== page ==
Grey shapeless leggings listlessly hung from her skinny pipe-cleaner legs, fitting where they touched. From her feet, dangled a pair of bedraggled well-worn grey and white trainers. They looked as if they were on their last legs - or should I say last feet. Battered and unkempt, sadly matching their owner.

She clutched a plastic carrier bag close to her right hip as she sat down, scrunching herself up like a discarded chip wrapper on the seat opposite me on the bus.

Placing the plastic bag down on the vacant seat next to her, she first peered in as if not knowing what she would find there. Then, on deciding it looked safe enough to put her hand in, she proceeded to empty the contents, one by one, on to the vacant seat.

Out came an assortment of items - a small vacuum sealed pack of sushi - marked across the front with a big orange ‘reduced’ sticker - a small can of fizzy energy drink, (I don’t know how people can drink that stuff – It smells like a chemical factory) a small packet of loose tobacco and cigarette papers (colloquially known as ‘skins’ - I think) and a packet of mint ‘TicTacs’ made up the rest of the contents.

The plastic bag she lets fall to the floor of the bus without a second’s hesitation or care.

She scoffed the sushi down as if someone was about to grab it from her. Greedily licking her fingers and palm, where the wasabi sauce had leaked out and trickled down her hands.

At that moment she realised she had no napkins or even a tissue. She gave out an exasperated ‘Urrgghh’ noise along with a few choice Anglo Saxon words, then shrugged and wiped her hands on the inside of her coat.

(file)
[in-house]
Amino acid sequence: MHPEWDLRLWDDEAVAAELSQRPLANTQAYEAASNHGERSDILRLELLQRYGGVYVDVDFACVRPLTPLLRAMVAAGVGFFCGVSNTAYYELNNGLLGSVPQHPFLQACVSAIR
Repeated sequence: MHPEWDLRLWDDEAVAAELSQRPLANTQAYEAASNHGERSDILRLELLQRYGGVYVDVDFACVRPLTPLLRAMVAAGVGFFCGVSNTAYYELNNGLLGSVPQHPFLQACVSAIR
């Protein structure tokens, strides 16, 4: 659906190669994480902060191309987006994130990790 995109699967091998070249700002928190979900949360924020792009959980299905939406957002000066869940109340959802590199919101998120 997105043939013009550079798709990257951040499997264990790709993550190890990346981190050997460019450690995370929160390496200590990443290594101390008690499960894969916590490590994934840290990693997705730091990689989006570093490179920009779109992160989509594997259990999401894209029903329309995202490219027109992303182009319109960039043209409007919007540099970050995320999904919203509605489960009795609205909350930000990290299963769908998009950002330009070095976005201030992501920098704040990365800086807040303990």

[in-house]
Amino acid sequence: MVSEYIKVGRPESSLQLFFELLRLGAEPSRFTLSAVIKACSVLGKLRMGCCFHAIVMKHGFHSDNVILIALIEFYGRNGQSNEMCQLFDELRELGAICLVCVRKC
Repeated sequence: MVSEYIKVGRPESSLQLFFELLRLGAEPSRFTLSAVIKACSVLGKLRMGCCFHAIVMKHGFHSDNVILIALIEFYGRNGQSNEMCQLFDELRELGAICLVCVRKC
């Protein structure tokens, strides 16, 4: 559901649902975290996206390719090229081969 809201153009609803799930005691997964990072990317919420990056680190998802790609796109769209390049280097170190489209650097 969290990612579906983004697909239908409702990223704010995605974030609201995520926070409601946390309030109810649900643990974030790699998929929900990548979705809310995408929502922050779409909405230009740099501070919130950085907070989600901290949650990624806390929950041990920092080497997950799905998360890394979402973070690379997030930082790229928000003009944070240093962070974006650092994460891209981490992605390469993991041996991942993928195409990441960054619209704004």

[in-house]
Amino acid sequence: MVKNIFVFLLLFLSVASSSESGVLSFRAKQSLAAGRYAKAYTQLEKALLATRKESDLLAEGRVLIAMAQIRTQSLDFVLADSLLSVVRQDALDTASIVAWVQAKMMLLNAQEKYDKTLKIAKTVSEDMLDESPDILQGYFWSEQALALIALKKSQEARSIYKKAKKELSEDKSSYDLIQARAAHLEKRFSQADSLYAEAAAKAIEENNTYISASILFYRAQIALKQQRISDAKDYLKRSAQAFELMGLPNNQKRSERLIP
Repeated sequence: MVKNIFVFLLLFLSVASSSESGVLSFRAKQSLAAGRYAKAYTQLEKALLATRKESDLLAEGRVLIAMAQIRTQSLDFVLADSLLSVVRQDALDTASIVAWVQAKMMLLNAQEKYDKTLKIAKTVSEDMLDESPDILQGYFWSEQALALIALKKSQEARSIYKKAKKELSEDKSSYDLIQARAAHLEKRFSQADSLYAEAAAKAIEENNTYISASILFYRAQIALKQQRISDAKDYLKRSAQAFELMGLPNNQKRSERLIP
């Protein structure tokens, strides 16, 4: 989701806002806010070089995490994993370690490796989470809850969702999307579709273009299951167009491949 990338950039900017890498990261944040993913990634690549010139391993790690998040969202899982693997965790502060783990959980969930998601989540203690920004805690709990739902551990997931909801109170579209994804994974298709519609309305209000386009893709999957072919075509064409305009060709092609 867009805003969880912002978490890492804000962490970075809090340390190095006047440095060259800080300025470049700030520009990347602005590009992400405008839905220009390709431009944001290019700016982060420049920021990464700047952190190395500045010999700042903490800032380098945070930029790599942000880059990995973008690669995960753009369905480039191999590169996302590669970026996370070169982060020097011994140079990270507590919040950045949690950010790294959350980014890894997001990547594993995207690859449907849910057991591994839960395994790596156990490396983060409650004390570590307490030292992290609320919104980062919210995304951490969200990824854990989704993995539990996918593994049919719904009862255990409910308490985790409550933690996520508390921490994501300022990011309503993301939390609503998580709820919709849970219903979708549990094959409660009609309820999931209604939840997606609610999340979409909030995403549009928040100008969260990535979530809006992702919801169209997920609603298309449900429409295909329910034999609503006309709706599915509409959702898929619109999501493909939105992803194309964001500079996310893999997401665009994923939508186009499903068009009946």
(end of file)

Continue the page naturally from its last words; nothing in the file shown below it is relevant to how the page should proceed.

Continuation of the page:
After this feline – like cleanse, she shoved the tobacco and skins in one pocket of the parka and the mints in another. Then she sat sipping the energy drink slowly – I assumed this was because she had eaten the sushi too fast and was worried about the sushi ‘reappearing’ if she drank too fast on top of it.

She allowed the empty packet from her meal to also fall to the floor alongside the plastic bag without a flicker of acknowledgement or any intention of picking it up again.

Shuffling herself across the seat to the condensation-covered window – (practically rolled herself up into a ball), she pulled a clunky looking mobile phone from her voluminous coat pocket and presses a ‘fast dial’ number.

She proceeded to negotiate in an animated manner an order for drugs as if she was ordering a pizza. Part way through the conversation, her voice changed to a wheedling whiney tone trying to persuade whoever was on the other end for a bit extra ‘on account’ and she will ‘sort something out’ for payment ‘You know me, I’m good for it’ she said a few times. Not caring in the slightest whether people could hear her or not, or what they would think. Totally caught up in the deal she was making, oblivious to anything outside of her phone.